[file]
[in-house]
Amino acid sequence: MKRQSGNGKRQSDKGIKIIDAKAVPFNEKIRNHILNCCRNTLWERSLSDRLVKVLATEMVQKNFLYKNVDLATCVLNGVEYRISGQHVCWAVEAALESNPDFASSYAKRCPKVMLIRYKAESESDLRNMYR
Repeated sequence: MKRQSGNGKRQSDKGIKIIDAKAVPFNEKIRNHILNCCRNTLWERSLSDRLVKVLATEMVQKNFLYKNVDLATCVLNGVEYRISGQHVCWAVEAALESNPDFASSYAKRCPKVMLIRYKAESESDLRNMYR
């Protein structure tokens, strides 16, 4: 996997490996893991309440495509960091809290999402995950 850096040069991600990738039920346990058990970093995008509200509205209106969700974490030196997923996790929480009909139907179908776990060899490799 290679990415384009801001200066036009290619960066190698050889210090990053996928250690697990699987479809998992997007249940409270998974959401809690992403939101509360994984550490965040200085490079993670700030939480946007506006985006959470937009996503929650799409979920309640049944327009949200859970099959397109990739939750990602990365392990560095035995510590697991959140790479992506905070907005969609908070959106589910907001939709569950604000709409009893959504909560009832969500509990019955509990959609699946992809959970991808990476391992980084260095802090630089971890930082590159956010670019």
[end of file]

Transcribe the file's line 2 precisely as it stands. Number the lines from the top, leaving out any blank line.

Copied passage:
Amino acid sequence: MKRQSGNGKRQSDKGIKIIDAKAVPFNEKIRNHILNCCRNTLWERSLSDRLVKVLATEMVQKNFLYKNVDLATCVLNGVEYRISGQHVCWAVEAALESNPDFASSYAKRCPKVMLIRYKAESESDLRNMYR